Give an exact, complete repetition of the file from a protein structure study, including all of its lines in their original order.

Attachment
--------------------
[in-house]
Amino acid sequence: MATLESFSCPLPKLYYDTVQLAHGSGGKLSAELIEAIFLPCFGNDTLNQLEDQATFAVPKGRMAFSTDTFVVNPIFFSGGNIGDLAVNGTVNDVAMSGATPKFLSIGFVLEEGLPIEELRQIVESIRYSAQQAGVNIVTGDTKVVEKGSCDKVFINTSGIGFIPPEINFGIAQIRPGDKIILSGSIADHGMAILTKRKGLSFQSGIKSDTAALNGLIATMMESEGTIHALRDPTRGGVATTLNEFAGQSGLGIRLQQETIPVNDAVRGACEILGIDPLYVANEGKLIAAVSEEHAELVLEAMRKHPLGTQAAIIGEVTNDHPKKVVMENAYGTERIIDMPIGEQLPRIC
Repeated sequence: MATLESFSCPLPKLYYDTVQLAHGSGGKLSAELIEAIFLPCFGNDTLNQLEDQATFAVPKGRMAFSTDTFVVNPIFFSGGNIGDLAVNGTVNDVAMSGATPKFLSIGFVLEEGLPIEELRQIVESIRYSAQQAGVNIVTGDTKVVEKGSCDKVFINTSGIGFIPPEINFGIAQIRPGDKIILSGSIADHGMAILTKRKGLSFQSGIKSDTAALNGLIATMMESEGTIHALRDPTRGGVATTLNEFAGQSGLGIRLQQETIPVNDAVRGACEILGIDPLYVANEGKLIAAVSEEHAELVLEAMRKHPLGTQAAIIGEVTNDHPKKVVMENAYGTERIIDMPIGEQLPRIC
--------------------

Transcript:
[in-house]
Amino acid sequence: MATLESFSCPLPKLYYDTVQLAHGSGGKLSAELIEAIFLPCFGNDTLNQLEDQATFAVPKGRMAFSTDTFVVNPIFFSGGNIGDLAVNGTVNDVAMSGATPKFLSIGFVLEEGLPIEELRQIVESIRYSAQQAGVNIVTGDTKVVEKGSCDKVFINTSGIGFIPPEINFGIAQIRPGDKIILSGSIADHGMAILTKRKGLSFQSGIKSDTAALNGLIATMMESEGTIHALRDPTRGGVATTLNEFAGQSGLGIRLQQETIPVNDAVRGACEILGIDPLYVANEGKLIAAVSEEHAELVLEAMRKHPLGTQAAIIGEVTNDHPKKVVMENAYGTERIIDMPIGEQLPRIC
Repeated sequence: MATLESFSCPLPKLYYDTVQLAHGSGGKLSAELIEAIFLPCFGNDTLNQLEDQATFAVPKGRMAFSTDTFVVNPIFFSGGNIGDLAVNGTVNDVAMSGATPKFLSIGFVLEEGLPIEELRQIVESIRYSAQQAGVNIVTGDTKVVEKGSCDKVFINTSGIGFIPPEINFGIAQIRPGDKIILSGSIADHGMAILTKRKGLSFQSGIKSDTAALNGLIATMMESEGTIHALRDPTRGGVATTLNEFAGQSGLGIRLQQETIPVNDAVRGACEILGIDPLYVANEGKLIAAVSEEHAELVLEAMRKHPLGTQAAIIGEVTNDHPKKVVMENAYGTERIIDMPIGEQLPRIC